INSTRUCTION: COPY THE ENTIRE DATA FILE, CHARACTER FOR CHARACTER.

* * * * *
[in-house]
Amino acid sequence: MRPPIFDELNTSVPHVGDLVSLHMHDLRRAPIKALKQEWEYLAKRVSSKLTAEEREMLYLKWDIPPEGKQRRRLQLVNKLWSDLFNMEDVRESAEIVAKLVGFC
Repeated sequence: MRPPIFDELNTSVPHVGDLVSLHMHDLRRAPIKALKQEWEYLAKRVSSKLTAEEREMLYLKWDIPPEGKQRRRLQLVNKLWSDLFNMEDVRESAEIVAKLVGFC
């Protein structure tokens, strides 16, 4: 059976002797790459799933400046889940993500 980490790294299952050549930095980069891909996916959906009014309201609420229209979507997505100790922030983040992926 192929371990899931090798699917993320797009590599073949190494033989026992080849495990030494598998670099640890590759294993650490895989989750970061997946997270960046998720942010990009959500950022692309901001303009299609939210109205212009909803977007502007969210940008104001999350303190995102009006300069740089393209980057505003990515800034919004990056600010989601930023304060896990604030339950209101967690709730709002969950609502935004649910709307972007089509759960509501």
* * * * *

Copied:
[in-house]
Amino acid sequence: MRPPIFDELNTSVPHVGDLVSLHMHDLRRAPIKALKQEWEYLAKRVSSKLTAEEREMLYLKWDIPPEGKQRRRLQLVNKLWSDLFNMEDVRESAEIVAKLVGFC
Repeated sequence: MRPPIFDELNTSVPHVGDLVSLHMHDLRRAPIKALKQEWEYLAKRVSSKLTAEEREMLYLKWDIPPEGKQRRRLQLVNKLWSDLFNMEDVRESAEIVAKLVGFC
């Protein structure tokens, strides 16, 4: 059976002797790459799933400046889940993500 980490790294299952050549930095980069891909996916959906009014309201609420229209979507997505100790922030983040992926 192929371990899931090798699917993320797009590599073949190494033989026992080849495990030494598998670099640890590759294993650490895989989750970061997946997270960046998720942010990009959500950022692309901001303009299609939210109205212009909803977007502007969210940008104001999350303190995102009006300069740089393209980057505003990515800034919004990056600010989601930023304060896990604030339950209101967690709730709002969950609502935004649910709307972007089509759960509501």